Yesterday Tom and I did the Sequoia Century, an organized bike ride that starts in
In our case, we rent a vehicle to get our bikes to the starting line. It seems kind of odd to pay so much for something I could do for free, but Tom likes these events, and as it happens, I never actually do go out in the country and ride around for hours unless I’m signed up for a century. Tom, on the other hand, goes out all the time and rides 60 or 70 miles just for fun.
I’m not a fast rider. I believe in a slow start, a slow middle, and a slow finish. The slow start is a choice. The slow finish is usually a necessity. It generally takes me about six hours to ride 60 miles. Because he actually trains, it takes Tom about the same time to ride 100 miles, so it works out well.
The primary reason for undertaking such a thing, of course, is to admire the shapely calves (preferably shaved, as many are) of passing male cyclists.
Yesterday’s ride featured two 100K options, flat and hilly. I asked Tom if he thought the hilly route would be really hilly, as the flat route sounded kind of boring. No, he said, he thought it would be moderate. You have to be really careful when it comes to advice from the naturally optimistic. I’m embarrassed to say how many times I’ve believed Tom when he’s said, “Oh, no, I don’t think it’s going to rain,” or “This should be quick and easy.”
Needless to say, the hilly route was very hilly indeed. First there were 10 miles that were quite flat. That took me about an hour. Then came 1.4 miles that were due uphill, which took me two hours, panting like a dog. My stomach had been upset in the morning (it probably wondered what we were doing up five hours earlier than usual), so I’d eaten only one piece of toast before embarking. I also ran out of water before I got to the first rest stop, so I was basically dying by the time I got there.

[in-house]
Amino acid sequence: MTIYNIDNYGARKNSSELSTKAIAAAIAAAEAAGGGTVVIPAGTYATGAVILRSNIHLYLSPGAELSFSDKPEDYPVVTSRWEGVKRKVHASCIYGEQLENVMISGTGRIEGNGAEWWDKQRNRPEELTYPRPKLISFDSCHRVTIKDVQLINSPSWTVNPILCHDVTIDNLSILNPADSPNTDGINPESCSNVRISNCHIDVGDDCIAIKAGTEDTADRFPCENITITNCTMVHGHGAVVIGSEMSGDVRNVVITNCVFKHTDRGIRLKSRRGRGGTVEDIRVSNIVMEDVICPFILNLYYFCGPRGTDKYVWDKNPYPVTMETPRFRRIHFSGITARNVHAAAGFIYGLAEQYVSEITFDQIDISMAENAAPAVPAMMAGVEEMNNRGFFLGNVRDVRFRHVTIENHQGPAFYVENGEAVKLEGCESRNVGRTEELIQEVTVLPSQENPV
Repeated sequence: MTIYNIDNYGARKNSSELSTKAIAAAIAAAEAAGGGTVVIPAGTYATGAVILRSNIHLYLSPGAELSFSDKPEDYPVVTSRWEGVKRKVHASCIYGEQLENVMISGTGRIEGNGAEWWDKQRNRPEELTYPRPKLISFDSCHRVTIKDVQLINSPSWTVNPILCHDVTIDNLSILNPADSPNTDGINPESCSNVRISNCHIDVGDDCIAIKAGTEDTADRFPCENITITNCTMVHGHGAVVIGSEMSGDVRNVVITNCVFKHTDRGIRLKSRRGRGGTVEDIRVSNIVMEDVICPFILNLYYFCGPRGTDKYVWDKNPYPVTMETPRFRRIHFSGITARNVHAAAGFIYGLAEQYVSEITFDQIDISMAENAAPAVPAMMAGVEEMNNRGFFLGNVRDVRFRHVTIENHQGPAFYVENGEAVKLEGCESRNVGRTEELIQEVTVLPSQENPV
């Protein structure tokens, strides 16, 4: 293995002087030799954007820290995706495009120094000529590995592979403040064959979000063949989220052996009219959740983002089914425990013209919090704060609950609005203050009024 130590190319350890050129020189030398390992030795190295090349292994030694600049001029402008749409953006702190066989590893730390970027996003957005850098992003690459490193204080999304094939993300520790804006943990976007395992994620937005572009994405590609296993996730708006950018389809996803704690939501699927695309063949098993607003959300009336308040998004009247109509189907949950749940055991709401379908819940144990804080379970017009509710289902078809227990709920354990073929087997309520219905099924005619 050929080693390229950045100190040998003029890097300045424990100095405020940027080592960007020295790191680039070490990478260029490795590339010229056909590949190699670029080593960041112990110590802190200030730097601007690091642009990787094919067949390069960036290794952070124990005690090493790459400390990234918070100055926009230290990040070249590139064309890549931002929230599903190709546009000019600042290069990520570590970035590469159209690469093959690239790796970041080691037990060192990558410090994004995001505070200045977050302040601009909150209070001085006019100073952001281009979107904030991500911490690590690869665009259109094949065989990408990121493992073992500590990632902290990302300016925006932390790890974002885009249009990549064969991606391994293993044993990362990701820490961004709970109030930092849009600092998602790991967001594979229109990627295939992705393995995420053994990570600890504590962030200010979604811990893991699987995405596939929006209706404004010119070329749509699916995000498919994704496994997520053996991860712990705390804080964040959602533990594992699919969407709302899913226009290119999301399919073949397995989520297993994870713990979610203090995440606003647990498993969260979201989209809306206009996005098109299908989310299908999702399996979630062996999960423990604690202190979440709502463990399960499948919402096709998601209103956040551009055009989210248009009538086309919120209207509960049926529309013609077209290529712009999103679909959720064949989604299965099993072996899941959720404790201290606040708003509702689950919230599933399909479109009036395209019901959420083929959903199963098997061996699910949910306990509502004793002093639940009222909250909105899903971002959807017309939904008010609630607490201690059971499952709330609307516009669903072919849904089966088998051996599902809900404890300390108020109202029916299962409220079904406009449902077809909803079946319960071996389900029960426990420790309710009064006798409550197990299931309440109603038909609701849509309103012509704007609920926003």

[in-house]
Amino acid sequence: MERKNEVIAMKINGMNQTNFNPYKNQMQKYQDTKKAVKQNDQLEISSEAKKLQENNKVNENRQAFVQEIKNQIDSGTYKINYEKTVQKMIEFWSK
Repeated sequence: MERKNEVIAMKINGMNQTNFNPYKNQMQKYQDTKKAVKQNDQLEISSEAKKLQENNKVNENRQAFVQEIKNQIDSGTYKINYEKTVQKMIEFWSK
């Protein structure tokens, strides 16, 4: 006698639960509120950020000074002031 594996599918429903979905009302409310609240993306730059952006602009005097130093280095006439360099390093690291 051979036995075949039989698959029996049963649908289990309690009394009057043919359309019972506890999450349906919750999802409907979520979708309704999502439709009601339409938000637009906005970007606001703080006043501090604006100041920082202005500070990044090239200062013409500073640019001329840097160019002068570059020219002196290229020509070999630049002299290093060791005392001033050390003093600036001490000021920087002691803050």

Normally I don’t like to hear anything about the route in advance. There are few enough surprises in life that I like to make what humble discoveries I can. I don’t like to hear someone say, “Around that corner is a vineyard.” I like to roll around the corner and think, “Hey, a vineyard!” But the first part of this ride was so difficult that I stopped every ten minutes the rest of the day to rest and study the map, calculating exactly how much climbing was coming and how many miles it would be spread over.
There were a couple of very nice descents. In the
The final descent had a sign at the top warning of potholes, and it was on a road that was partly in shadow and partly in the sun, where it’s hard to tell if something is a hole or just a shadow, so I had to go down gripping my brakes, stopping now and then to rest my hands, which seemed like rather insufficient compensation for the hours spent climbing!
Adding insult to injury (and besides the fact that my chain came off the chain ring at least 20 times), there seemed to be only about five people signed up for the route I was on (and two of them quit early). All the nice-looking legs were on some entirely different route! I hadn’t brought a cell phone because on these rides, there is always someone in sight behind you and someone in front of you. Not on this one. I did virtually the entire thing by myself. It took me ten hours! Fortunately, there were still 12 minutes to go before they started putting away the food.
And of course there was beautiful scenery and it was tremendously tranquil at times. It was worth it.